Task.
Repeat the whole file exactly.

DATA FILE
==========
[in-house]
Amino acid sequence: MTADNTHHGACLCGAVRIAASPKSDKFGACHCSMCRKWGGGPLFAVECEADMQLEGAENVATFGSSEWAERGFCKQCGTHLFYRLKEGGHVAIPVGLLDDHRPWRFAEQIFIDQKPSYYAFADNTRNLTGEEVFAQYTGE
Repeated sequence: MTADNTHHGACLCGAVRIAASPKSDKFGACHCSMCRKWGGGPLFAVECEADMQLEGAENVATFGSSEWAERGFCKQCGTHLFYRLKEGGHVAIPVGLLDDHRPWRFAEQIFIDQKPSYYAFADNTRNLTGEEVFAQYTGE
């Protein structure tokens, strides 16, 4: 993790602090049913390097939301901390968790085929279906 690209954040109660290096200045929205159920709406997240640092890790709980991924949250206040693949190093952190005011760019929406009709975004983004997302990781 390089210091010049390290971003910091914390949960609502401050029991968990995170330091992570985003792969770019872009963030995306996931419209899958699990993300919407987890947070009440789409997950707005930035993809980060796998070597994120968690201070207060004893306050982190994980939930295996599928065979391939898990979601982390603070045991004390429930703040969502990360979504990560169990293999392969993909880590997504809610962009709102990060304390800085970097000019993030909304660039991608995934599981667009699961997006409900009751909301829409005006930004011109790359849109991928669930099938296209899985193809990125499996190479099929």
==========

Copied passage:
[in-house]
Amino acid sequence: MTADNTHHGACLCGAVRIAASPKSDKFGACHCSMCRKWGGGPLFAVECEADMQLEGAENVATFGSSEWAERGFCKQCGTHLFYRLKEGGHVAIPVGLLDDHRPWRFAEQIFIDQKPSYYAFADNTRNLTGEEVFAQYTGE
Repeated sequence: MTADNTHHGACLCGAVRIAASPKSDKFGACHCSMCRKWGGGPLFAVECEADMQLEGAENVATFGSSEWAERGFCKQCGTHLFYRLKEGGHVAIPVGLLDDHRPWRFAEQIFIDQKPSYYAFADNTRNLTGEEVFAQYTGE
């Protein structure tokens, strides 16, 4: 993790602090049913390097939301901390968790085929279906 690209954040109660290096200045929205159920709406997240640092890790709980991924949250206040693949190093952190005011760019929406009709975004983004997302990781 390089210091010049390290971003910091914390949960609502401050029991968990995170330091992570985003792969770019872009963030995306996931419209899958699990993300919407987890947070009440789409997950707005930035993809980060796998070597994120968690201070207060004893306050982190994980939930295996599928065979391939898990979601982390603070045991004390429930703040969502990360979504990560169990293999392969993909880590997504809610962009709102990060304390800085970097000019993030909304660039991608995934599981667009699961997006409900009751909301829409005006930004011109790359849109991928669930099938296209899985193809990125499996190479099929």